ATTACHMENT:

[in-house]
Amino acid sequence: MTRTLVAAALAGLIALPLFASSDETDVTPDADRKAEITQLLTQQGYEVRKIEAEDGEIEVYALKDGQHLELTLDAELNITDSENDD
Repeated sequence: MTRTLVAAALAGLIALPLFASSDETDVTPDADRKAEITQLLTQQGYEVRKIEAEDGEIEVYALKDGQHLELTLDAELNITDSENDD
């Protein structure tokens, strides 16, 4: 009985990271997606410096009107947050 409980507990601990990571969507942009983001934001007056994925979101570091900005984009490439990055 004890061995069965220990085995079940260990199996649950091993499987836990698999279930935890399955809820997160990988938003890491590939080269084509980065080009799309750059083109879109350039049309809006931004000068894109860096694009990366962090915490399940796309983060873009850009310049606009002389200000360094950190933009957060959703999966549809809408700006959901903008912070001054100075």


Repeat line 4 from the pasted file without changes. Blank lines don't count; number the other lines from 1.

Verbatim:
């Protein structure tokens, strides 16, 4: 009985990271997606410096009107947050 409980507990601990990571969507942009983001934001007056994925979101570091900005984009490439990055 004890061995069965220990085995079940260990199996649950091993499987836990698999279930935890399955809820997160990988938003890491590939080269084509980065080009799309750059083109879109350039049309809006931004000068894109860096694009990366962090915490399940796309983060873009850009310049606009002389200000360094950190933009957060959703999966549809809408700006959901903008912070001054100075």